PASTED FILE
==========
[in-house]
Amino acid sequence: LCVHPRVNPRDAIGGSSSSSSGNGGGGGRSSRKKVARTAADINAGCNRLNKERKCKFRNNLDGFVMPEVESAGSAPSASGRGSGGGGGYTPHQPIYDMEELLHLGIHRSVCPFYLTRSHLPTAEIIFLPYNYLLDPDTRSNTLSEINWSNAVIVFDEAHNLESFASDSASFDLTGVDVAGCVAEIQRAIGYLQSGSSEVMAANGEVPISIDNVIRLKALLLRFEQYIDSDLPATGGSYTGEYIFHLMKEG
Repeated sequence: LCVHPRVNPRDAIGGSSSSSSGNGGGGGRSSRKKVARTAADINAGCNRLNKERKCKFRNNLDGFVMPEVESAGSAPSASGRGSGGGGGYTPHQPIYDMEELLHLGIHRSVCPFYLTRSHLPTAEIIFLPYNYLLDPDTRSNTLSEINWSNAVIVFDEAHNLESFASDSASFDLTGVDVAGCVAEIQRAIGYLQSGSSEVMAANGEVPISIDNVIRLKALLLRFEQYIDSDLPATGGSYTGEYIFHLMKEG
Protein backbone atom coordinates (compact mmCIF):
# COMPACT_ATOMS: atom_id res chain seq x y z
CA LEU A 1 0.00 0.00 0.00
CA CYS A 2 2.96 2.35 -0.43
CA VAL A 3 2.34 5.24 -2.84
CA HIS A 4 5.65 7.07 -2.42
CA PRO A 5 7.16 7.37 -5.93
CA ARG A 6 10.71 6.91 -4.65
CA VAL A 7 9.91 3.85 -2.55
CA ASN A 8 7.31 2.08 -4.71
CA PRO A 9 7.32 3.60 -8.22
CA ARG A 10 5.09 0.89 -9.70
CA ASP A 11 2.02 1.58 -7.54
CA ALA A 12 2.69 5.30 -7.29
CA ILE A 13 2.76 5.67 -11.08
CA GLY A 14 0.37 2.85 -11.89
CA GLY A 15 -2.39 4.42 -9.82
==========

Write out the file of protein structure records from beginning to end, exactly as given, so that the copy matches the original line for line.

[in-house]
Amino acid sequence: LCVHPRVNPRDAIGGSSSSSSGNGGGGGRSSRKKVARTAADINAGCNRLNKERKCKFRNNLDGFVMPEVESAGSAPSASGRGSGGGGGYTPHQPIYDMEELLHLGIHRSVCPFYLTRSHLPTAEIIFLPYNYLLDPDTRSNTLSEINWSNAVIVFDEAHNLESFASDSASFDLTGVDVAGCVAEIQRAIGYLQSGSSEVMAANGEVPISIDNVIRLKALLLRFEQYIDSDLPATGGSYTGEYIFHLMKEG
Repeated sequence: LCVHPRVNPRDAIGGSSSSSSGNGGGGGRSSRKKVARTAADINAGCNRLNKERKCKFRNNLDGFVMPEVESAGSAPSASGRGSGGGGGYTPHQPIYDMEELLHLGIHRSVCPFYLTRSHLPTAEIIFLPYNYLLDPDTRSNTLSEINWSNAVIVFDEAHNLESFASDSASFDLTGVDVAGCVAEIQRAIGYLQSGSSEVMAANGEVPISIDNVIRLKALLLRFEQYIDSDLPATGGSYTGEYIFHLMKEG
Protein backbone atom coordinates (compact mmCIF):
# COMPACT_ATOMS: atom_id res chain seq x y z
CA LEU A 1 0.00 0.00 0.00
CA CYS A 2 2.96 2.35 -0.43
CA VAL A 3 2.34 5.24 -2.84
CA HIS A 4 5.65 7.07 -2.42
CA PRO A 5 7.16 7.37 -5.93
CA ARG A 6 10.71 6.91 -4.65
CA VAL A 7 9.91 3.85 -2.55
CA ASN A 8 7.31 2.08 -4.71
CA PRO A 9 7.32 3.60 -8.22
CA ARG A 10 5.09 0.89 -9.70
CA ASP A 11 2.02 1.58 -7.54
CA ALA A 12 2.69 5.30 -7.29
CA ILE A 13 2.76 5.67 -11.08
CA GLY A 14 0.37 2.85 -11.89
CA GLY A 15 -2.39 4.42 -9.82